Rebecca has commenced consulting at our Kelvin Grove clinic from Monday through Friday. Please join us in welcoming Rebecca to the CFIH community.

#EDtherapist #clinicalpsychologist #eatingdisorderrecovery #eatingdisorderhelp
#2
“I resisted eating disorder recovery for so long because I had an all-or-nothing / black-or-white mentality. I thought engaging in recovery meant I wasn’t allowed to eat balanced or nutritious foods anymore.
Coming out the other end, I have now realized that being on either ends of the spectrum are not healthy. Finding a middle ground, where you can eat the fruits, vegetables, and wholegrains, but also eat the cakes, pizza and ice-cream, is the healthiest (and happiest) way to be. “

#morethanmybody #EDrecovery #eatingdisorderrecovery #lifewithouted #mentalhealth #therapy #edtherapist #recoveryispossible #CBT #cognitivebehaviouraltherapy
In response to the updates announced by the Premier today, Centre for Integrative Health will resume face-to-face client appointments as of 8am tomorrow (Tuesday, January 11th). 

In order to ensure we keep all clients, staff, and visitors to CFIH safe during this time, we have revised the COVID policies for both our Brisbane and Sunshine Coast clinics. Please take the time to read the following and to familiarise yourself with our clinics’ COVID policies in order to ensure your visit to our clinic is a safe experience for everyone involved. 

Mandatory mask-wearing:
• If you are attending an individual appointment (only yourself and your practitioner will be present for the duration of the client appointment), neither you nor your clinician are required to wear a mask however, you are welcome and encouraged to if this is your preference. 
• If you are attending your appointment with a support person/s and there will be 3 or more people in the consulting room at any given time, everyone in the consulting room (including your clinician) will be required to wear a mask. 
o If there are more than 3 people attending a session and the session entails a meal support component (i.e., for FBT family meal sessions), masks will not be required while eating or drinking the meal but will be required prior to and following the meal. Your practitioner will also wear a mask for the entire duration of this session. If you are uncomfortable with this option for any reason, family meal sessions via videoconferencing are available.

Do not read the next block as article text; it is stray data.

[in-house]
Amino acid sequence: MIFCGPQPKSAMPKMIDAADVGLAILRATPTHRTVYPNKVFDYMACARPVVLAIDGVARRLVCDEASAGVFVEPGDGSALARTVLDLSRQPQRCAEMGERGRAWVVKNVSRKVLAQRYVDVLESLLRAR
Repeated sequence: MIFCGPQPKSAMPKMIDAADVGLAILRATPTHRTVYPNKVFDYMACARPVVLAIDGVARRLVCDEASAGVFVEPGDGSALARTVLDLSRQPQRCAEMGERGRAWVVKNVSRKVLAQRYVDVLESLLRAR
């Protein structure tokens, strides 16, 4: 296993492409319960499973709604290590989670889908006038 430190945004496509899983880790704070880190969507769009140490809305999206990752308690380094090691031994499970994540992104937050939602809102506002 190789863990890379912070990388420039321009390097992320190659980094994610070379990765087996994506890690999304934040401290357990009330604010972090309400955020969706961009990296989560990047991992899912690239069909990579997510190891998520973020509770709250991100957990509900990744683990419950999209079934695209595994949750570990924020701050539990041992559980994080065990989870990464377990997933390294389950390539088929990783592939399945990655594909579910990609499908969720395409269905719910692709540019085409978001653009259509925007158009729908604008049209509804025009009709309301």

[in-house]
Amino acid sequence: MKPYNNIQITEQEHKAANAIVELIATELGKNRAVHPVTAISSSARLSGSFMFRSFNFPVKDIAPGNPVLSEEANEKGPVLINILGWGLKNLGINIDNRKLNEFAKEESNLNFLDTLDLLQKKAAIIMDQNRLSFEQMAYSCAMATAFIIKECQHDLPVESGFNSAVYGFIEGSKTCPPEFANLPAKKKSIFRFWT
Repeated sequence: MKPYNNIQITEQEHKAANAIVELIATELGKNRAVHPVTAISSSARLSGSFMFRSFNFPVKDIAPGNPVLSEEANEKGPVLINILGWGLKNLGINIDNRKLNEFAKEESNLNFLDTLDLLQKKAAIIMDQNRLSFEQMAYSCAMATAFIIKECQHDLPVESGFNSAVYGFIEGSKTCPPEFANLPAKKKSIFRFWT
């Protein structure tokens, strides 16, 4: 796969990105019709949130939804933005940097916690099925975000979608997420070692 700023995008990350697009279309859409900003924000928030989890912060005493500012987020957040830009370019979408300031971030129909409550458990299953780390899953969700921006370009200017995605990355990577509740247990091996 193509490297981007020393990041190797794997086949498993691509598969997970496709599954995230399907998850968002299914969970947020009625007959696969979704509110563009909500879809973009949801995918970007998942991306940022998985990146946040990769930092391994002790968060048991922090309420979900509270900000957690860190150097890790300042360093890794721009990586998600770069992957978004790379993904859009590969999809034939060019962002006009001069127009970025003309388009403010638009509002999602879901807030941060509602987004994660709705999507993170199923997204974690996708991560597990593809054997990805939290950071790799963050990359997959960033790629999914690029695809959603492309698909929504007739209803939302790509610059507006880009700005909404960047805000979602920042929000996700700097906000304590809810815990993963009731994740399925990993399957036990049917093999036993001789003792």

o Similarly, if you have would like a support person to accompany you to your appointment but you and/or the support doesn’t wish to wear a mask, your support person can call or video into the session rather than attending in person. 

Social Distancing: 
In order to adhere to social distancing practices, we ask that, 
• If you arrive early for an appointment, we encourage you to wait in your car or outside the clinic. If waiting outside the clinic, please pay attention to social distances and, where provided, adhere to signs indicating safe distancing. 
• Numbers in the waiting room are kept to no more than 5 (excluding CFIH staff) at the Brisbane waiting room and no more than 3 people (excluding CFIH staff) are present in the Sunshine waiting room. Again, please take note of and abide by social distancing signs where they exist. 

Hygiene & Cleaning: 
• We remind you that if you are experiencing flu-like symptoms that you refrain from attending the clinic in person until you have received clearance from the relevant health authorities. In most cases, your provider will be happy to provide your appointment via phone or video instead. 
• When attending the clinic in person, please use the hand santiser provided before entering the clinic, before and after using our Eftpos machine, before and after entering the bathrooms, and upon leaving the clinic. 
• The CFIH team has completed COVID-19 infection control training and have reintroduced cleaning & santisation measures in order to ensure the health and safety of our clinic for all those whom access it.